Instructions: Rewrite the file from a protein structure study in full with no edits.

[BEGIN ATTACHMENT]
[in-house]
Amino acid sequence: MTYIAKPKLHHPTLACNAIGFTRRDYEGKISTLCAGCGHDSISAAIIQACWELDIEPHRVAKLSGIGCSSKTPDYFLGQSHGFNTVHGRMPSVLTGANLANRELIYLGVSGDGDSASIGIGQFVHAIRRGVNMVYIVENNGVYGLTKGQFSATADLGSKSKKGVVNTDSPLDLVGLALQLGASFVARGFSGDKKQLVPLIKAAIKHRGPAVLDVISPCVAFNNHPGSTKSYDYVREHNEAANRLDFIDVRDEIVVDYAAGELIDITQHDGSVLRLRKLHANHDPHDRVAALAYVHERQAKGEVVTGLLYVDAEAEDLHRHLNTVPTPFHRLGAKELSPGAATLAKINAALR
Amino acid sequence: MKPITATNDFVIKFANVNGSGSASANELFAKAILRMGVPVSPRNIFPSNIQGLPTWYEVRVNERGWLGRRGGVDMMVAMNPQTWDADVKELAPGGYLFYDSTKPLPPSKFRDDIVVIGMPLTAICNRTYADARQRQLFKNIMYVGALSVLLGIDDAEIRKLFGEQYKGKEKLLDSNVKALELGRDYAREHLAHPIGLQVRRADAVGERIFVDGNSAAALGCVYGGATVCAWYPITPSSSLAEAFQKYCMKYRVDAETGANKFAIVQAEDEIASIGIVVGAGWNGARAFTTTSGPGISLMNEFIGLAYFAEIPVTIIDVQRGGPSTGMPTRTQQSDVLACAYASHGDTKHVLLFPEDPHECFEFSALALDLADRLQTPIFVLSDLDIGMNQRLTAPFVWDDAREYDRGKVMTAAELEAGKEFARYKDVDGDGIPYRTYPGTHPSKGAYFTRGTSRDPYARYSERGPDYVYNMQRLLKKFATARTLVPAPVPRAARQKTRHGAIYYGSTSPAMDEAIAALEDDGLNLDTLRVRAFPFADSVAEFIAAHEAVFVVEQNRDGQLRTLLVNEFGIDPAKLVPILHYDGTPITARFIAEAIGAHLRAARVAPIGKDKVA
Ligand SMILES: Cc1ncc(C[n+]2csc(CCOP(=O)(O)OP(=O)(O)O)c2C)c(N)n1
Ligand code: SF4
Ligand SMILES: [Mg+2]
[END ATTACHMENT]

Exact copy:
[in-house]
Amino acid sequence: MTYIAKPKLHHPTLACNAIGFTRRDYEGKISTLCAGCGHDSISAAIIQACWELDIEPHRVAKLSGIGCSSKTPDYFLGQSHGFNTVHGRMPSVLTGANLANRELIYLGVSGDGDSASIGIGQFVHAIRRGVNMVYIVENNGVYGLTKGQFSATADLGSKSKKGVVNTDSPLDLVGLALQLGASFVARGFSGDKKQLVPLIKAAIKHRGPAVLDVISPCVAFNNHPGSTKSYDYVREHNEAANRLDFIDVRDEIVVDYAAGELIDITQHDGSVLRLRKLHANHDPHDRVAALAYVHERQAKGEVVTGLLYVDAEAEDLHRHLNTVPTPFHRLGAKELSPGAATLAKINAALR
Amino acid sequence: MKPITATNDFVIKFANVNGSGSASANELFAKAILRMGVPVSPRNIFPSNIQGLPTWYEVRVNERGWLGRRGGVDMMVAMNPQTWDADVKELAPGGYLFYDSTKPLPPSKFRDDIVVIGMPLTAICNRTYADARQRQLFKNIMYVGALSVLLGIDDAEIRKLFGEQYKGKEKLLDSNVKALELGRDYAREHLAHPIGLQVRRADAVGERIFVDGNSAAALGCVYGGATVCAWYPITPSSSLAEAFQKYCMKYRVDAETGANKFAIVQAEDEIASIGIVVGAGWNGARAFTTTSGPGISLMNEFIGLAYFAEIPVTIIDVQRGGPSTGMPTRTQQSDVLACAYASHGDTKHVLLFPEDPHECFEFSALALDLADRLQTPIFVLSDLDIGMNQRLTAPFVWDDAREYDRGKVMTAAELEAGKEFARYKDVDGDGIPYRTYPGTHPSKGAYFTRGTSRDPYARYSERGPDYVYNMQRLLKKFATARTLVPAPVPRAARQKTRHGAIYYGSTSPAMDEAIAALEDDGLNLDTLRVRAFPFADSVAEFIAAHEAVFVVEQNRDGQLRTLLVNEFGIDPAKLVPILHYDGTPITARFIAEAIGAHLRAARVAPIGKDKVA
Ligand SMILES: Cc1ncc(C[n+]2csc(CCOP(=O)(O)OP(=O)(O)O)c2C)c(N)n1
Ligand code: SF4
Ligand SMILES: [Mg+2]